Agla station Alexandria hain (Next station is Alexandria). That’s a possibility. After running metro trains in the national capital for the last two decades, Delhi Metro has embarked on a global journey, aggressively scouting for consultancy and construction projects abroad, including in the port city of Alexandria in Egypt. Last month, India’s first and biggest metro rail company submitted bidding documents to procure consultancy jobs for a metro rail project in Alexandria. Earlier this week, it bid to build an entire metro line in Mauritius. Three more metro networks - in Tel Aviv in Israel, Manama in Bahrain and Ho Chi Minh City in Vietnam - are also on its radar. In neighbouring Dhaka, where Delhi Metro has been engaged as a consultant in three routes since 2013, it is gearing up to bid for a new line. Having been hit hard by the Covid-19 pandemic and a massive loss of revenue, Delhi Metro is looking to bolster its revenue streams from non-ticketing sources by throwing its hat in the ring for lucrative projects across the world.
According to people aware of the shift in Delhi Metro’s strategy, this is just the beginning. Delhi Metro’s global ride won’t be easy. In Bahrain, for instance, it may lock horns with Chinese peers, whereas in Mauritius, India’s private construction heavyweights such as L&T could be its key challengers, according to metro officials who are privy to the matter. Vikas Kumar, MD of Delhi Metro Rail Corporation (DMRC), confirms to ET that the urban transporter has been vying for new metro projects in five countries, adding that the pandemic has played a role in its new approach of exploring projects globally. “We want to increase our share of revenue from consultancy business, in particular. So we decided we must expand our business outside India by using our core competence. That will fetch us some extra revenue,” he says.
A senior Delhi Metro official says on condition of anonymity that the transporter, owned equally by the Centre and the government of Delhi, has taken a call to augment its share from consultancy business to 30% of total revenue.
In pre-Covid 2019-20, DMRC earned `505 crore from non-ticketing business, including real estate, advertisement and consultancy work, as against `3,391 crore from ticketing. The non-ticketing revenue was just 13%, and the consultancy portion of it was miniscule, says an officer. In India, the company is providing consultancies to two projects - in Mumbai and Patna. Delhi Metro is taking different routes for its foreign projects. In the Mauritius project, it has decided to go solo while for the Bahrain Metro’s 29-km Phase 1 work, it is partnering with Virtue Global Holding Ltd. with an arrangement that it would ecute the EPC (engineering, procurement and construction) contract if the Dubai-headquartered financial company, which has already qualified in the pre-bid stage, manages to win the bid.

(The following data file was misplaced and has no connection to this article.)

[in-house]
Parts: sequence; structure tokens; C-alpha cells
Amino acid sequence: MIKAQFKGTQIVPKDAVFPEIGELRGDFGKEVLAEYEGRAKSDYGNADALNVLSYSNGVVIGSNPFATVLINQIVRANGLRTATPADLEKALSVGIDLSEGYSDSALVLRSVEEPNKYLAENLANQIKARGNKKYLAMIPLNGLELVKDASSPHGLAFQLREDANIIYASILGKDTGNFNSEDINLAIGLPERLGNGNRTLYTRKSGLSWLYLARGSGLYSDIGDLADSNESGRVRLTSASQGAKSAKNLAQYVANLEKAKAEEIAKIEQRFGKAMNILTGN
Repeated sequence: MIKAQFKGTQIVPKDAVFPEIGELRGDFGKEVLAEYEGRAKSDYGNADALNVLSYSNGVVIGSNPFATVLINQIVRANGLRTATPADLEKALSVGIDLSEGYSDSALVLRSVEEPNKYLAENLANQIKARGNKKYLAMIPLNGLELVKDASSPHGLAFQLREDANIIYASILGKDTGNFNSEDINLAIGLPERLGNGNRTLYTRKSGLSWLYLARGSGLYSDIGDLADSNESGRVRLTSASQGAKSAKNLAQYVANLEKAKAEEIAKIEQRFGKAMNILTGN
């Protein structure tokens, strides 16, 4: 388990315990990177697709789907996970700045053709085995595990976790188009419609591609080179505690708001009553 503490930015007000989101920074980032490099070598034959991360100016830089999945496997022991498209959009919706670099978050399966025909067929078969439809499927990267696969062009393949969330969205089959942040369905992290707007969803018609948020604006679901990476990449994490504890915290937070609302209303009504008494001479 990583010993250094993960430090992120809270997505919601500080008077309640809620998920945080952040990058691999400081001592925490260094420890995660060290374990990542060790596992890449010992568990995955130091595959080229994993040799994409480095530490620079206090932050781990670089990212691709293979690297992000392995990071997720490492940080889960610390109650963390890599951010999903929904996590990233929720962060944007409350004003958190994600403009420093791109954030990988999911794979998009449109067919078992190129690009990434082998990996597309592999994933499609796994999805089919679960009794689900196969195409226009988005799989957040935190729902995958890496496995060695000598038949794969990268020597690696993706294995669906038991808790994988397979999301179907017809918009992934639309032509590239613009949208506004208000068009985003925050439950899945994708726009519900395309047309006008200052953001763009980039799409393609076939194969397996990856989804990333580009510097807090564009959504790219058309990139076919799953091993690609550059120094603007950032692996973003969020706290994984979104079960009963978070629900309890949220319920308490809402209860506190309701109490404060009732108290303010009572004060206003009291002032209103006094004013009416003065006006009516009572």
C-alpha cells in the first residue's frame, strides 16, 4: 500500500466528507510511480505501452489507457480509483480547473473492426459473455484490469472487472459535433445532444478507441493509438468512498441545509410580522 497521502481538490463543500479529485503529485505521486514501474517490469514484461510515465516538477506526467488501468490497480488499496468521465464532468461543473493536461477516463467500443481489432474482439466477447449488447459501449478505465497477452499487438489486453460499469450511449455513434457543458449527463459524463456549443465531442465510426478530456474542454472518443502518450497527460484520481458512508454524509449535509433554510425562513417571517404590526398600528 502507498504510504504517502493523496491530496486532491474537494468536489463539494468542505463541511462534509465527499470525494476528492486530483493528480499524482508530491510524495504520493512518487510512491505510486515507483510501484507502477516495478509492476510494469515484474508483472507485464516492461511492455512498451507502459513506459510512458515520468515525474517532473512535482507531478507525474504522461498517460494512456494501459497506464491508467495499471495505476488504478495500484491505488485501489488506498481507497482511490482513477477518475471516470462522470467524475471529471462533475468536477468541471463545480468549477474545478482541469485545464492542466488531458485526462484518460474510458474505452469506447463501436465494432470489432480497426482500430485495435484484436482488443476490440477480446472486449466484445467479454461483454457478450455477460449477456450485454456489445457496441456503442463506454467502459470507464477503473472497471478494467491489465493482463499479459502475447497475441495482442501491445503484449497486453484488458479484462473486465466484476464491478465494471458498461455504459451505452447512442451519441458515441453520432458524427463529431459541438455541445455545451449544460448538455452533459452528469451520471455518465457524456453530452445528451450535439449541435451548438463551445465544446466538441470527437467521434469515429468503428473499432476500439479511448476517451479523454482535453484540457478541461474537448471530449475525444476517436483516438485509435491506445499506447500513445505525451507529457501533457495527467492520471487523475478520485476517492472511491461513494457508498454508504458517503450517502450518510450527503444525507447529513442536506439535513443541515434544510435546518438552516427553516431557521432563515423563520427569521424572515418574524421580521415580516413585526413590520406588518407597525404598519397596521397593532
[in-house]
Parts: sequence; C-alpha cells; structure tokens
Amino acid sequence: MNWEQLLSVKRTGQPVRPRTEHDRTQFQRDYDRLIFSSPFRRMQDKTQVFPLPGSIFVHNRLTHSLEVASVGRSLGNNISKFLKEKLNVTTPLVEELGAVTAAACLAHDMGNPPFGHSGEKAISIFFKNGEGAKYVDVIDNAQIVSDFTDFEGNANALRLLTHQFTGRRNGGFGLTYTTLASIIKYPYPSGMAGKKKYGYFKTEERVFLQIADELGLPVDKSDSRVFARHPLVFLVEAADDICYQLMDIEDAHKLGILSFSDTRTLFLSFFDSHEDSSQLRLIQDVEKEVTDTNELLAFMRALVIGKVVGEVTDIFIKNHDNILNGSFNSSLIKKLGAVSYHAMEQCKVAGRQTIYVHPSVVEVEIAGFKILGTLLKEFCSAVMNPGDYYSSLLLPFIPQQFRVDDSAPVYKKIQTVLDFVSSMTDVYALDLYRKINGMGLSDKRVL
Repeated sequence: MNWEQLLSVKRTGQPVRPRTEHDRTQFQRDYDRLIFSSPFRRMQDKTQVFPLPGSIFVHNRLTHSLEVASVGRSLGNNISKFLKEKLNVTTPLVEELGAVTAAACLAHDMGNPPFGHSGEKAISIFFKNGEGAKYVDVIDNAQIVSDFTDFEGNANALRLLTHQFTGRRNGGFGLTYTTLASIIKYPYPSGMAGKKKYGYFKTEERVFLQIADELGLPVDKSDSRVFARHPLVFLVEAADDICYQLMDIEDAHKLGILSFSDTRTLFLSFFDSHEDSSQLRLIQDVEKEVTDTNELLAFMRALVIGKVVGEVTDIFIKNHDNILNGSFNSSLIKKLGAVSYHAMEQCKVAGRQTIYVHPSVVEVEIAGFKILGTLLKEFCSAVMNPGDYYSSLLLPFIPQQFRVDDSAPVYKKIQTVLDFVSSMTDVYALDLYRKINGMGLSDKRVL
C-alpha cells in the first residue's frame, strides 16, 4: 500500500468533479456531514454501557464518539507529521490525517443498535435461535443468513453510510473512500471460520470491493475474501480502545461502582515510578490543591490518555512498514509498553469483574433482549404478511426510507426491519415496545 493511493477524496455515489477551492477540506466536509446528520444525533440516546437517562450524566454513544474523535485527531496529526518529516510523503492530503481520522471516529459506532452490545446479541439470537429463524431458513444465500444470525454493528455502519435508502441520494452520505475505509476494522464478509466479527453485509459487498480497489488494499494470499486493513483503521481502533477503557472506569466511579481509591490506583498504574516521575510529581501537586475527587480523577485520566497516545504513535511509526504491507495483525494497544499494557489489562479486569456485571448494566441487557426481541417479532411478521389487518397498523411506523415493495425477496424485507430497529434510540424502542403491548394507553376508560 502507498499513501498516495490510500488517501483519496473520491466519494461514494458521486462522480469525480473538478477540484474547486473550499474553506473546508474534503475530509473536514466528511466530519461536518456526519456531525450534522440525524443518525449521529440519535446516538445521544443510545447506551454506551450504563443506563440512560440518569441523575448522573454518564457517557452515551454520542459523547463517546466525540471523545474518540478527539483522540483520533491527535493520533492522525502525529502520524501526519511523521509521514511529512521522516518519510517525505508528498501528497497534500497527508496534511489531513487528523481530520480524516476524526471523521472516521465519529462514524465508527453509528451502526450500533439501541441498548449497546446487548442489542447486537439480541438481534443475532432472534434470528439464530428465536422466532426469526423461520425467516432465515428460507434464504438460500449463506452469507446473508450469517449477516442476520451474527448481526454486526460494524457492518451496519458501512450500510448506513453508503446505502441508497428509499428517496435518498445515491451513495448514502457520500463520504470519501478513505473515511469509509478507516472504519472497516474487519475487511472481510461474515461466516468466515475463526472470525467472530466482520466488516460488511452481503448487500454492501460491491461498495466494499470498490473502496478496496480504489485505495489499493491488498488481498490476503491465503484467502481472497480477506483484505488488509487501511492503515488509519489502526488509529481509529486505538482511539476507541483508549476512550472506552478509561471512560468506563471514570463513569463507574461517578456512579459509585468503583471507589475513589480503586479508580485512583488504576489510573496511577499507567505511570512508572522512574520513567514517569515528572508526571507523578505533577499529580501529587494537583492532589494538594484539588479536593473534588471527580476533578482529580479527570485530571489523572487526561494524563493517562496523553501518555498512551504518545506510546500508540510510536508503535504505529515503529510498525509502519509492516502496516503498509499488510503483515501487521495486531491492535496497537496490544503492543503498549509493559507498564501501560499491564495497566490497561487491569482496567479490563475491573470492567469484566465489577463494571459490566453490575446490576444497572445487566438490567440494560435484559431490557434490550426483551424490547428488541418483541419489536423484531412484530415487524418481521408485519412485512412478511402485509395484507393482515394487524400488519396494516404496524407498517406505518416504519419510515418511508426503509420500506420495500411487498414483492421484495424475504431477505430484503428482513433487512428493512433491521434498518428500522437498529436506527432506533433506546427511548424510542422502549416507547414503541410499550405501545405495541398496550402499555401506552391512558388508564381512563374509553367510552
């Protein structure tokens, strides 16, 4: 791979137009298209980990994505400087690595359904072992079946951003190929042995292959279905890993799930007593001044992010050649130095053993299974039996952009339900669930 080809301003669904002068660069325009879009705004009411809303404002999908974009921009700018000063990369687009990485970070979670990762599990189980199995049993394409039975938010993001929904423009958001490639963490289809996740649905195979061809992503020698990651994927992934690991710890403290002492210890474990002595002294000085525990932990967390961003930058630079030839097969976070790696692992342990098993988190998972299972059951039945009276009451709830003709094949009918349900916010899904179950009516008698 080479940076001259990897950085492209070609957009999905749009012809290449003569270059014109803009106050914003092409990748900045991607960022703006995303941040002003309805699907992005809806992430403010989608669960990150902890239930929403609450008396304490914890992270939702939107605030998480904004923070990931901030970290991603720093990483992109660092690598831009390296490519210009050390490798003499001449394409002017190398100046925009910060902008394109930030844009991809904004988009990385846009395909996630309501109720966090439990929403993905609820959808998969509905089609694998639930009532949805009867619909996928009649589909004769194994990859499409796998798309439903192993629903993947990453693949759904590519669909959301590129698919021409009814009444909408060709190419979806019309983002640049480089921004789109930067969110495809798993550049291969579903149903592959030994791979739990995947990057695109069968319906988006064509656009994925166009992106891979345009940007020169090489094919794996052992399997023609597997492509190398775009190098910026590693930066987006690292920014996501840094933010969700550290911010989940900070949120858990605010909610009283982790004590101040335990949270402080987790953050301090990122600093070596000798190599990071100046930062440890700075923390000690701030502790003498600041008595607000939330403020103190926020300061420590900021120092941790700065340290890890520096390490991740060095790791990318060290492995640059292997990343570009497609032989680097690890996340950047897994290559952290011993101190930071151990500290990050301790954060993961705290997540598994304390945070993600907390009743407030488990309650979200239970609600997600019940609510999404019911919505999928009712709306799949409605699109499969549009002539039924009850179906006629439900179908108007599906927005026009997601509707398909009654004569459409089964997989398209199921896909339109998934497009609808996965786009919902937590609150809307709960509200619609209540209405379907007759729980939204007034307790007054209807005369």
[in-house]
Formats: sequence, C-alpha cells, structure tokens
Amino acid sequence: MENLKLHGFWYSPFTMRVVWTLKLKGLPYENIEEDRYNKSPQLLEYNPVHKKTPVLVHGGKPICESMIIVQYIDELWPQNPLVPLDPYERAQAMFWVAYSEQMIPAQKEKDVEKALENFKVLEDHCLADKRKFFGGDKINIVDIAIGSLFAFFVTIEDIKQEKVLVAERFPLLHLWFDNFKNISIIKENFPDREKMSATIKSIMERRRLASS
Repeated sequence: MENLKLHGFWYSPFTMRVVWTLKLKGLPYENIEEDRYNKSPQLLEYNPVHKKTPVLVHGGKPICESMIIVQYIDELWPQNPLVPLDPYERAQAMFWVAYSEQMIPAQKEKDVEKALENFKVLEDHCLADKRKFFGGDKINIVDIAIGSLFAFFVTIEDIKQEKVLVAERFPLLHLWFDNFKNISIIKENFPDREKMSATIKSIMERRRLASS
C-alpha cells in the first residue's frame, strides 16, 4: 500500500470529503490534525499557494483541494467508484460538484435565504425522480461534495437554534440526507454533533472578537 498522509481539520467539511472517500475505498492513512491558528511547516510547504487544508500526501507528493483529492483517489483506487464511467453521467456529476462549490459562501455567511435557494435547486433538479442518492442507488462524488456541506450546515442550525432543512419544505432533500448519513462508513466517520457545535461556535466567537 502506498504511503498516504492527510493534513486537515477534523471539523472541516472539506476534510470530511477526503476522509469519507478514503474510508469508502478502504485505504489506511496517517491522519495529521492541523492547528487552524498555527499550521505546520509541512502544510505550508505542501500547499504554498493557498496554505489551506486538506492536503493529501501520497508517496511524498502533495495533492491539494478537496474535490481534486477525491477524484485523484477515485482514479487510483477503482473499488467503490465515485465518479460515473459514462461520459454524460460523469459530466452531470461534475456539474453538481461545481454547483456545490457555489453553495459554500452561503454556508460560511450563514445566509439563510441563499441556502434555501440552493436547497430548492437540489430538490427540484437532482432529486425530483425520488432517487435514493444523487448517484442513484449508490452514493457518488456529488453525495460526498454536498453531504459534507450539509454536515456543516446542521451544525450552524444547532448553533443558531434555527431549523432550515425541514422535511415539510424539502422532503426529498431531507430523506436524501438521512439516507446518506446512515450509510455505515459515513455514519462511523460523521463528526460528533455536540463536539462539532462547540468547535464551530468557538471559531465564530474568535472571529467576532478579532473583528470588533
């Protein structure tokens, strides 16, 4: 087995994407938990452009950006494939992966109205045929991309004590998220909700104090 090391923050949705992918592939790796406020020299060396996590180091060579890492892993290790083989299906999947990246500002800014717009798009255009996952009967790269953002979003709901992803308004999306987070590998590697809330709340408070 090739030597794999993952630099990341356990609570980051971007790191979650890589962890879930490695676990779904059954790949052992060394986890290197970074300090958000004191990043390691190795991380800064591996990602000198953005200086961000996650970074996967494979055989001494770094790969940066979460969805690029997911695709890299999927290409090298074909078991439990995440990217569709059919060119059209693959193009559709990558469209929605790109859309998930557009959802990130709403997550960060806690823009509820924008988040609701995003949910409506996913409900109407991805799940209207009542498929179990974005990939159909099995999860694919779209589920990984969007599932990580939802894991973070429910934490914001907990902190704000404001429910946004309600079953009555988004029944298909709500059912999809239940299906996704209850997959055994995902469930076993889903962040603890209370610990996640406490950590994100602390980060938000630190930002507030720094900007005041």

The final bidding is expected to take place in November. A Delhi Metro official camping in Bahrain tells ET over the phone that it has a fair chance as 70% weightage is given for credentials and only 30% for the financial bid. This means, the winner won’t necessarily be the lowest bidder. For the Tel Aviv project, Delhi Metro has partnered with a local company, Poran Shrem Engineering and Appraisal, as well as Indian Railways-owned company, RITES, to obtain some consultancy jobs. The consortium has pre-qualified for bidding.
Financial bidding is expected by year-end. According to a June 2 report in The Times of Israel, the government of Israel allocated $1.8 billion for the project so far and select municipalities were also expected to contribute some funds. In addition, property owners near the proposed metro lines may be asked to pay higher taxes to meet the expenses. In Alexandria, Delhi Metro is partnering with RITES and an Egypt-based company, CEG. For an 11-km-long metro section in Ho Chi Minh City, it has inked a JV with RITES and another company called ICT. The bid is expected to be submitted by the end of this month, according to Kumar. NVS Reddy, MD of Hyderabad Metro, says some of India’s experienced metro companies such as DMRC, Bangalore Metro Rail.
The details of the bidders’ list for the Mauritius project are not readily available. As far as the Bahrain project is concerned, at least three Chinese companies — China Harbour Engineering Co, China Railway Group and CRRC (Hong Kong) Co — qualified in the pre-bid stage. In the upcoming Dhaka metro projects, which also include operation and maintenance of trains, Delhi Metro’s challenger is not a Chinese company. It could be Japanese. An officer says that Delhi Metro, in a recent informal talk with the ministry of external affairs, has proposed that metro projects should be tied to India’s assistance to African nations just like the Japanese ODA (official development assistance), which has such in-built provisions while offering cheaper loans. The officer adds that Delhi Metro is contemplating to get engaged in the proposed Dublin metro project in Ireland. “It’s only an early-stage deliberation,” he clarifies. It will take time to know its winning percentage but Delhi Metro is leaving no stone unturned to give its business a global footprint.
This site is best viewed with a resolution of 1024x768 (or higher) and supports Microsoft Internet Explorer 4.0 (or higher)
Copyright © 2016-2022